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Spring 2006 - Act•ionLine

by Priscilla Feral | Spring 2006

In My View

Hunting, an expanding human presence, and climatic and topographical changes have all drastically reduced West Africa’s populations of antelopes, birds, chimpanzees, hippopotamuses, lions, monkeys and other wildlife — more than 450 different species in all. Yet a network of national parks, reserves, and areas of carefully treated forests have saved many of Senegal’s free-living animals from extinction.

On a trip to the Gambia and Senegal in late December, we visited the Guembeul Fauna Reserve, near the Atlantic coast of northwest Senegal, and observed the progress of Dama gazelles and Scimitar-horned oryx — endangered desert antelopes living in protected Sahel habitat. Friends of Animals coordinated the reintroduction of eight oryxes to the arid northwestern section of Senegal in 1999, and today Senegal’s oryxes number 43. Our efforts to assist oryxes have also benefited the Dama gazelles.

The Senegal National Parks agency is restoring land degraded from cattle and goat grazing, and developing Ferlo National Park, to which all of the oryxes are expected to be released. This is a 1,500 square mile tract of open grasslands where oryxes once lived. The 20 or so oryxes living in a 1,500 acre fenced section of the Ferlo are the only Scimitar-horned oryxes living on the African Sahel.

Senegal’s Niokolo Koba National Park is roughly the size of Yellowstone. It's the largest national park in West Africa, and one of the continent’s most diverse. Hunting is prohibited in Niokolo Koba, but, as in the rest of Africa, poaching has intensified because of bush meat trafficking. Niokolo Koba National Park is a target for gangs of poachers from Senegal and the neighboring countries of Guinea, Mali and Mauritania. Poachers slaughter animals and dry their flesh over hot coals while in the park, then transport it to markets for sale. To discourage poaching, Friends of Animals has contributed motor vehicles, radios and field supplies to park rangers so that their presence in the park is bolstered. We met with Park officials to discuss the contribution of another vehicle to transport rangers, along with spare parts for other trucks.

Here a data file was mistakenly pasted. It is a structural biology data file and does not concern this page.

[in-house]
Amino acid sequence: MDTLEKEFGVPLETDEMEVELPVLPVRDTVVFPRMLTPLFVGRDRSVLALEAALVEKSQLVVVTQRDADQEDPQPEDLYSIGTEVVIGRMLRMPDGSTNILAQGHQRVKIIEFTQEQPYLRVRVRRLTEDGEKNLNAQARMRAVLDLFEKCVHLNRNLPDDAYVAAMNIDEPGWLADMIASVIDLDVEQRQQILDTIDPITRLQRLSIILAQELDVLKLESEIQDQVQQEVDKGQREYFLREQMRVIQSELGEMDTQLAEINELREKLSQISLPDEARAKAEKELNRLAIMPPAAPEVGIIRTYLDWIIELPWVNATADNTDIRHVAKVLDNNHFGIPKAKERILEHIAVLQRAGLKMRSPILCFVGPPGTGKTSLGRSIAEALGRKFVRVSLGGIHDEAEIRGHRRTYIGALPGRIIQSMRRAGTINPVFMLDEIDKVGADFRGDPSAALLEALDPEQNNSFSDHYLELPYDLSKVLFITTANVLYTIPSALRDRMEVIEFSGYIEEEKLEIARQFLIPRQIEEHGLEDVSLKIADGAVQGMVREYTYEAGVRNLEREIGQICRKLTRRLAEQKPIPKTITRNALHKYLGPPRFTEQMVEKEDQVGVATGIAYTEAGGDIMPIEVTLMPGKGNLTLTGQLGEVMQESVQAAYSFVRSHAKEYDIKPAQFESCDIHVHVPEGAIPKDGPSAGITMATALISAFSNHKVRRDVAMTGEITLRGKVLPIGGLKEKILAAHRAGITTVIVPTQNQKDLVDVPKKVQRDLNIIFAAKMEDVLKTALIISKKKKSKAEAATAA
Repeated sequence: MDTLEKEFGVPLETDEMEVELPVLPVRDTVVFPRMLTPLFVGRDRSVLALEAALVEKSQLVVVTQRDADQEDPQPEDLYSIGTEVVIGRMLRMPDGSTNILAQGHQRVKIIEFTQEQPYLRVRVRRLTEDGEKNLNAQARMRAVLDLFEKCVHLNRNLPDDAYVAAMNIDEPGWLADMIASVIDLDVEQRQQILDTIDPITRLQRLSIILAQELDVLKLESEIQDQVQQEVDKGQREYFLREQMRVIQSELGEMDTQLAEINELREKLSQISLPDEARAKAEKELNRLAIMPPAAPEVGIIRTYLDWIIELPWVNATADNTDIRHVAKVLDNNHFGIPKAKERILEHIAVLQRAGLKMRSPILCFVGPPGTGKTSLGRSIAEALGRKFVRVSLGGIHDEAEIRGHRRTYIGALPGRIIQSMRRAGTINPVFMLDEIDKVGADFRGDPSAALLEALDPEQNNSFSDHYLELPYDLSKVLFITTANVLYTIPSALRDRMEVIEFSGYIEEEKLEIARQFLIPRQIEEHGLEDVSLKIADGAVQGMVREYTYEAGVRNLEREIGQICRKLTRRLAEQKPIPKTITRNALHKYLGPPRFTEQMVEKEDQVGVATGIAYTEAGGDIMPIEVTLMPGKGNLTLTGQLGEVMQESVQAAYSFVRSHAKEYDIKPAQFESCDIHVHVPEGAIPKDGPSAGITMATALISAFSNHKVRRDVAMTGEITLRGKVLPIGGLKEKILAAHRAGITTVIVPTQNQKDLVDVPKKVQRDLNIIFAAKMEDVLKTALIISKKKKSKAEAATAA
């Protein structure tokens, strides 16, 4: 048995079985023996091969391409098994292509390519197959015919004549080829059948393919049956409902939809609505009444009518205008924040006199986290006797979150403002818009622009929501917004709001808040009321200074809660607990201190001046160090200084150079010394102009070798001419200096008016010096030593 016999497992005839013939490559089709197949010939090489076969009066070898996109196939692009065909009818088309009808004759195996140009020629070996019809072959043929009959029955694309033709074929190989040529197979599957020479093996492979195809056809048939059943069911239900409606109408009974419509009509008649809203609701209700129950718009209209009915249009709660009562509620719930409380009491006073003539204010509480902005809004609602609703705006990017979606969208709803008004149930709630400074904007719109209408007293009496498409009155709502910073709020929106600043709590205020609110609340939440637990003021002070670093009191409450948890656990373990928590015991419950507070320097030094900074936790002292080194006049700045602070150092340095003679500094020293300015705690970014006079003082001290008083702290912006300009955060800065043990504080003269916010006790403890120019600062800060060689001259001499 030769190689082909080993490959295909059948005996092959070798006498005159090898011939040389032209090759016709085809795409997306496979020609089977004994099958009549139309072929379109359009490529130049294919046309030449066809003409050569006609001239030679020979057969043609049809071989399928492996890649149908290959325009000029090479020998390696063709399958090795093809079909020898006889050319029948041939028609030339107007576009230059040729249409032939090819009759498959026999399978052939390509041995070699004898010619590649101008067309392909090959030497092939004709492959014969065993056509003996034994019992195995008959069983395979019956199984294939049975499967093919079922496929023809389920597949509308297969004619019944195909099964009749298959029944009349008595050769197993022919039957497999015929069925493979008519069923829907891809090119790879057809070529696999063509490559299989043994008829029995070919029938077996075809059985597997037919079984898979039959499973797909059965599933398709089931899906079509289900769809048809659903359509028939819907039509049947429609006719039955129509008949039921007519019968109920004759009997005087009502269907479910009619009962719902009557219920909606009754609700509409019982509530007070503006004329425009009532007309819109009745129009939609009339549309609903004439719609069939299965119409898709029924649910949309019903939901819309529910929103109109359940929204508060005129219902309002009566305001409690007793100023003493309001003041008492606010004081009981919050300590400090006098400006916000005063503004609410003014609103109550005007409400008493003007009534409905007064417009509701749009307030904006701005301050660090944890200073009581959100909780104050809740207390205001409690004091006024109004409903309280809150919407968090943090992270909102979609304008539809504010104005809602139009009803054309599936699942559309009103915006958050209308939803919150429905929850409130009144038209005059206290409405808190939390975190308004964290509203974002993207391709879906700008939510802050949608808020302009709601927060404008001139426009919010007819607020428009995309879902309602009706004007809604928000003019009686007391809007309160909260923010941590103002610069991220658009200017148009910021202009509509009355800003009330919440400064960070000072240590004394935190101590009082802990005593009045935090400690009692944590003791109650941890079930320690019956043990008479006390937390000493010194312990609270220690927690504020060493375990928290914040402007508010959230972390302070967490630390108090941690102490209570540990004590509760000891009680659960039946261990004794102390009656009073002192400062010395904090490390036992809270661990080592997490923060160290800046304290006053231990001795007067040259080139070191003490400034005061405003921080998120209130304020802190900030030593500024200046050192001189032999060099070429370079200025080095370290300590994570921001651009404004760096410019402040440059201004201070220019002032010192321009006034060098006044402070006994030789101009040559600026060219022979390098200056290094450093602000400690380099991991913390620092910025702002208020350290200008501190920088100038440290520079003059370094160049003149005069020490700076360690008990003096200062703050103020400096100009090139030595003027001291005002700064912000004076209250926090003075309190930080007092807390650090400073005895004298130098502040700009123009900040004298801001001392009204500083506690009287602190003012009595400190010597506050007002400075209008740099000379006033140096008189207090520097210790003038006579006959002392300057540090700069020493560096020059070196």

While traveling with primatologist Janis Carter on the edge of Niokolo Koba en route to Ethiolo, we watched groups of vervet monkeys and baboons in the forest. Janis directs a chimpanzee project for Friends of Animals to survey their populations in Senegal, and map their migration patterns with the goal of resolving conflicts between humans and chimpanzees. Carter was named in Smithsonians’s November 2005 Special Anniversary Issue as one of 35 people “Who Made A Difference” in the magazine’s 35 years.

We visited the village of Ethiolo in the southeastern corner of Senegal to see the Bassari people actively using the well that Friends of Animals recently financed in an effort to reduce competition over water between villagers and approximately 20 chimpanzees who consider the region their dry season refuge area. The Bassari live in traditional stone and thatched hut dwellings, and their animist worldview is reflected in their respect for chimpanzees, and their interest in the champanzees' survival.

Janis Carter recently completed a nationwide survey of the distribution of chimpanzees in Senegal, aiming to help identify the problems between humans and chimpanzees, and the best locations for digging wells. In speaking about the next phase of the project, Carter says, “Our work acknowledges the interests that both humans and chimpanzees have in water, food, and other vital resources.”

Friends of Animals expresses our profound thanks to the Arcus Foundation for their 2006 grant of $50,000 to protect the remaining populations of chimpanzees in Senegal by constructing another well to allow chimpanzees water access, by monitoring well use, improving living conditions for chimpanzees and people, and developing educational materials with and for local people.

Priscilla Feral

Act•ionLine Spring 2006

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